What is CPP?

I no longer practice CPP but if you are interested in it, read on and I can always recommend other therapists. Core Process Psychotherapy

Core Process psychotherapy is taught at the Karuna Institute. The standard of training satisfies the criteria for a Masters Degree conferred by Middlesex University.

Karuna is a Buddhist term for compassion. The foundation of Core Process Psychotherapy was inspired by a realisation that the ancient wisdom of Buddhism can enhance the psychotherapeutic approaches of the west in the quest for the relief of human pain and suffering.

Core Process Psychotherapy is based on the premise that, at the core, all human beings have a centre of wholeness and total wellbeing. As we protect  ourselves from adverse and potentially harmful life experiences, we become disconnected from this core of our being. CPP offers a way to grow in self-awareness and understanding, to recognise and renegotiate our reactive defence patterns and so to move towards wellbeing with renewed vitality and  creativity.

Within the therapeutic relationship, therapist and client enquire  into the situations  that cause conflict, pain and distress. The enquiry seeks to understand what limits peace and contentment and to discover creative and fulfilling ways of relating and responding to self, family, friends, colleagues and life situations.

The process is client-centred, based on awareness, mindfulness, acceptance  and understanding, and holistically engages body, mind and feeling.

Core Process Psychotherapy is compatible with all faiths and none. It does not require affiliation to any particular religious or spiritual system. It simply draws on psychospiritual insights from east and west.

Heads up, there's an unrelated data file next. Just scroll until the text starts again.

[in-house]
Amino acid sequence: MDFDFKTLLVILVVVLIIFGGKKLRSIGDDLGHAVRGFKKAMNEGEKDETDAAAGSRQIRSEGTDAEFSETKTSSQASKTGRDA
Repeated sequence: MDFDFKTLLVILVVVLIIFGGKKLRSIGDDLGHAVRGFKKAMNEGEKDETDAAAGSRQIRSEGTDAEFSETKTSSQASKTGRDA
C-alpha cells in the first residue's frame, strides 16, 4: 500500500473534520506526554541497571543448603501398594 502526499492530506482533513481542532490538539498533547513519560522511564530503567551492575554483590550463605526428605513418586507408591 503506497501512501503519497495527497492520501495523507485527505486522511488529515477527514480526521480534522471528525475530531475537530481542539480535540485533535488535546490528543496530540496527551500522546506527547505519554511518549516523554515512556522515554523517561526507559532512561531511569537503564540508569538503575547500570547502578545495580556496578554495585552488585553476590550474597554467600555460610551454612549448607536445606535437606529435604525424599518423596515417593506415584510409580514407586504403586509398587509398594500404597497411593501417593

More on awareness, mindfulness and understanding.

Awareness is a tool for understanding and connecting with the whole of ourselves.We are often caught up in thoughts or carried away by feelings. As we identify with our thoughts and feelings we loose sight of the underlying reality. We take ourselves at face value and ignore the substance within. We become fragmented and disconnected  from our inner truth.

Mindfulness is a tool for coming to  awareness. It is a way for learning to be at peace and accepting our selves as we are, celebrating our strengths, being kind to our weaknesses, seeing the whole picture, coming to  understanding.

Understanding opens a doorway to the possibility of change, a potential for  seeing ourselves in a different light, for becoming more self accepting and comfortable with ourselves. We discover our inner resources and begin to look at life differently. We come into a new way of relating to who we are and to situations in life. We come to perceive new qualities in ourselves, our work, our families, our friends. A new wholeness comes into view offering us a renewed vitality for sustaining our work, our relationships and our creativity.